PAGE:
Meeting Street Schools could put the Mixonian out of business. (Yikes!) They’re teaching young scholars how to grow their own brains and other leadership essentials (including the “confidence” pose) starting in Pre-K!! I toured their Meeting Street Academy, as well the Spartanburg campus when I taught there a few weeks ago. They’re teaching these children – from under-resourced communities – both rigorous academics and tools for social-emotional development.
MSS Director of Academics, Katie Robinson, made it clear they hire for growth mindset over teaching credentials. She sums up their approach with, Our expectations are different. We have super-high expectations. You see this played out in statements like this one from a teacher to her classroom: I’m looking for some quiet second grade scholars.
How to Grow Your Brain
The research that says you can grow your brain
s comes from findings related to neuroplasticity, which posits that brains can continue to develop throughout our lives. Neuroplasticity concludes that yes, you can teach an old dog new tricks. Not that it’s easy.
Becoming an architect of your own brain, or the farmer of it, first requires a growth mindset. Growth mindset is believing that you can become better at anything, if you put the time into it. It’s the fundamental leadership skill and our core learning lab: Mixonian Learning Labs Info
Growing your brain starts with a decision to do so. It’s simply a matter of training yourself through reading, practicing, and working with mentors. It’s having the grit to work through the disappointments until you reach the skill level you want.
How to Impress People (no one-upping!!!)
Here are some tips from Meeting Street Schools (MSS) about how to Impress People. Knowing how to impress people is a useful skill that keeps you sharp and focused on service to others. At the same time, being able to impress others helps you professionally and personally. Besides, it’s fun.
- To impress someone (favorably) is to give them a gift. It’s the gift of inspiration AND a story to share. Everyone on the MSS tour was impressed. We were inspired and our sense of what is possible in this life just got bigger.
When Bruno Mars was interviewed amid the brouhaha of being selected to headline the half-time show for the 2014 Super Bowl, this was his response:
No matter where I perform, it’s my job to uplift the people. So whether I’m performing at a graduation party, a wedding, a Bar Mitzvah, the Grammys, or the Super Bowl, I’m going to give it all I’ve got.
To impress someone is to exceed their expectations, which naturally has an element of surprise. People love to be impressed. (As in Be Your Own Luxury Brand.)
2. You can impress someone without having outstanding talent or resources.
One of the most impressive take-aways, and there were many, was the intentional use of language. Example: teachers refer to their students as “scholars”. Can you imagine how the brain of a five-year-old changes when 1) that child understands the meaning of the word “scholar” AND 2) assumes being a scholar as part of his own identity?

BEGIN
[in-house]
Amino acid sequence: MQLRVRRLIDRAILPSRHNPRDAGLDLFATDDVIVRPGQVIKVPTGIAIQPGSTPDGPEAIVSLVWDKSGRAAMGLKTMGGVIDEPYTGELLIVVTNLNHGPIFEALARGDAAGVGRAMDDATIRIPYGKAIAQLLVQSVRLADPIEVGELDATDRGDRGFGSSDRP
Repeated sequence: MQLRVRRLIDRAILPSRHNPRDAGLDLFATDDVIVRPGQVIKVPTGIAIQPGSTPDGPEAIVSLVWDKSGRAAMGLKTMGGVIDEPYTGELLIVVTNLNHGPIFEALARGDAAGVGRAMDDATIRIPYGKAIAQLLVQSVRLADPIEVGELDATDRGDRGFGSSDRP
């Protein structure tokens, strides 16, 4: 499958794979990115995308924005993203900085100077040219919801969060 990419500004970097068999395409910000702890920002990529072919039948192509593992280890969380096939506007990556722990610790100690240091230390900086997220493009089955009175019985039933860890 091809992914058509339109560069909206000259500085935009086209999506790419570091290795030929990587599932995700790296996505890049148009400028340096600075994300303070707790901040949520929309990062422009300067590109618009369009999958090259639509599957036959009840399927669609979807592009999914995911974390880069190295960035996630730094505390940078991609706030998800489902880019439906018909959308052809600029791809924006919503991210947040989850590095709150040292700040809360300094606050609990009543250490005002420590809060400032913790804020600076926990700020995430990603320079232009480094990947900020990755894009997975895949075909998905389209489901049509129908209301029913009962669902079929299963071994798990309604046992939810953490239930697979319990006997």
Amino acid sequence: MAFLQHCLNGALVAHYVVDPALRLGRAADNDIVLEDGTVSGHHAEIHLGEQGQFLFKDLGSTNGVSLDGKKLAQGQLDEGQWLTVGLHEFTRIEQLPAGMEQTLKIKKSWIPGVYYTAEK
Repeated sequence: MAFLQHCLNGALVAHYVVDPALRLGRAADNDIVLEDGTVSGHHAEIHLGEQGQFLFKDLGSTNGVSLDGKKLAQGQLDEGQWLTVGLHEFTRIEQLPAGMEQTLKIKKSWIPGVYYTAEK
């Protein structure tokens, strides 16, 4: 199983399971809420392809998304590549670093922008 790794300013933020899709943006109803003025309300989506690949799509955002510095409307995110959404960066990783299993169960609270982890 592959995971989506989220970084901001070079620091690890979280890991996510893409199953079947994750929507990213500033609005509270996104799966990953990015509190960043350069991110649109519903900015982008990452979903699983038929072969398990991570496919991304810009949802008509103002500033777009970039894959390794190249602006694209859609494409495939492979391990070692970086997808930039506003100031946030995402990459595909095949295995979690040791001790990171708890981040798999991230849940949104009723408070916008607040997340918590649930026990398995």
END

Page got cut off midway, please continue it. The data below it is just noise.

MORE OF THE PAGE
When I toured the Spartanburg campus, the director of operations, Troye Matthews, greeted some young scholars, probably age 4, not by just asking how they were doing, but asking them, “How many birds do I have if I have 2 big birds and 2 small birds?” Even though she’s not a teacher, she’s reinforcing the school’s commitment to getting all students performing at the national 85% percentile.
There are many other simple ways to impress people: remembering their names, sending a hand-written note, doing your research before a meeting or sharing a surprising insight in the conversation.
3. You can impress someone by having high expectations.
The Meeting Street Schools are preparing their scholars for college, starting with Pre-K. When no one in your immediate family is a college graduate, the idea of attending college seems out of reach. In each MSS classroom, there is a college patron, so to speak. It might be UGA for First Grade A, Duke for 5-B or Howard University for 3-A. MSS leadership chooses colleges within driving distance because students are more likely to remain in a college if it’s not too far from home.
Revealing the high expectations you have for yourself and others is impressive when others find out about it. High-performing teams are always led by people with high expectations. It is rare that a person performs higher than the expectations set, so taking the time to visualize high expectations is a worthwhile activity.
There is a lot more to share on this topic and it’s so important I’m holding my first FREE webinar: Impress Them (Don’t Be Boring) on March 13 at noon. It’s only 45 minutes and I’m sharing BOTH the science and practical tips for impressing others, whether it’s in a job interview, a pitch, or a group presentation. More info/sign up here. Please share.
Finally, the person you most want to impress is you. Go out and impress yourself.